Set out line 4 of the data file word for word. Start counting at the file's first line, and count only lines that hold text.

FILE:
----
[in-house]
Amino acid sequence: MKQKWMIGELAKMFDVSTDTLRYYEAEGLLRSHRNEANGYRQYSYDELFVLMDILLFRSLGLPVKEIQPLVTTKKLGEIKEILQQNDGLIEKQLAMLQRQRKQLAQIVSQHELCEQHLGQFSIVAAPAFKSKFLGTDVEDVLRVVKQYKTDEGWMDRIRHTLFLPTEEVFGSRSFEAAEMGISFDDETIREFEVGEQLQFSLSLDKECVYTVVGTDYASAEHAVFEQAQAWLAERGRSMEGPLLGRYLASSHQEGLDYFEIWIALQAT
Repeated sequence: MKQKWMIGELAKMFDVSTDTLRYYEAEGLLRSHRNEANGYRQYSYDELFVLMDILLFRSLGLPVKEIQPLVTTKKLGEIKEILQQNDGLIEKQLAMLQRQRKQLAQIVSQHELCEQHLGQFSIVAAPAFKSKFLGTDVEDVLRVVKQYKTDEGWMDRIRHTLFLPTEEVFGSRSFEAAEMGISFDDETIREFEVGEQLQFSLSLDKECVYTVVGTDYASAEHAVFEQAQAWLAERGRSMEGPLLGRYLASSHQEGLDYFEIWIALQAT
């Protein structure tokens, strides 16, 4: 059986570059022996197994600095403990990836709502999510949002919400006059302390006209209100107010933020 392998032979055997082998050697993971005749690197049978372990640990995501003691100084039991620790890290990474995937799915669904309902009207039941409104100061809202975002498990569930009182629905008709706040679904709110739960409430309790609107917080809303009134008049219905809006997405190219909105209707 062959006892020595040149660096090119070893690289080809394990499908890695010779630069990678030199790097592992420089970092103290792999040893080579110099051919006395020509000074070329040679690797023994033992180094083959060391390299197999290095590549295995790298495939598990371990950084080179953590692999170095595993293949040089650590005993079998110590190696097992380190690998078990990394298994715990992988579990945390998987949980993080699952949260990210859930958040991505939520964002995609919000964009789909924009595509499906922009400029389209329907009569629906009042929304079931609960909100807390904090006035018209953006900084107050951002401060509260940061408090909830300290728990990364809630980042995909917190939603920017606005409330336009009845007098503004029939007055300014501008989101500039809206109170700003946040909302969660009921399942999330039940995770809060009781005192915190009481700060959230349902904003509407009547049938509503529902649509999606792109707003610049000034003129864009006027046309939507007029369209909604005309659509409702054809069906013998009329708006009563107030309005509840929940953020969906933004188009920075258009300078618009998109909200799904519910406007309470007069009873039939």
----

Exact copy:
């Protein structure tokens, strides 16, 4: 059986570059022996197994600095403990990836709502999510949002919400006059302390006209209100107010933020 392998032979055997082998050697993971005749690197049978372990640990995501003691100084039991620790890290990474995937799915669904309902009207039941409104100061809202975002498990569930009182629905008709706040679904709110739960409430309790609107917080809303009134008049219905809006997405190219909105209707 062959006892020595040149660096090119070893690289080809394990499908890695010779630069990678030199790097592992420089970092103290792999040893080579110099051919006395020509000074070329040679690797023994033992180094083959060391390299197999290095590549295995790298495939598990371990950084080179953590692999170095595993293949040089650590005993079998110590190696097992380190690998078990990394298994715990992988579990945390998987949980993080699952949260990210859930958040991505939520964002995609919000964009789909924009595509499906922009400029389209329907009569629906009042929304079931609960909100807390904090006035018209953006900084107050951002401060509260940061408090909830300290728990990364809630980042995909917190939603920017606005409330336009009845007098503004029939007055300014501008989101500039809206109170700003946040909302969660009921399942999330039940995770809060009781005192915190009481700060959230349902904003509407009547049938509503529902649509999606792109707003610049000034003129864009006027046309939507007029369209909604005309659509409702054809069906013998009329708006009563107030309005509840929940953020969906933004188009920075258009300078618009998109909200799904519910406007309470007069009873039939």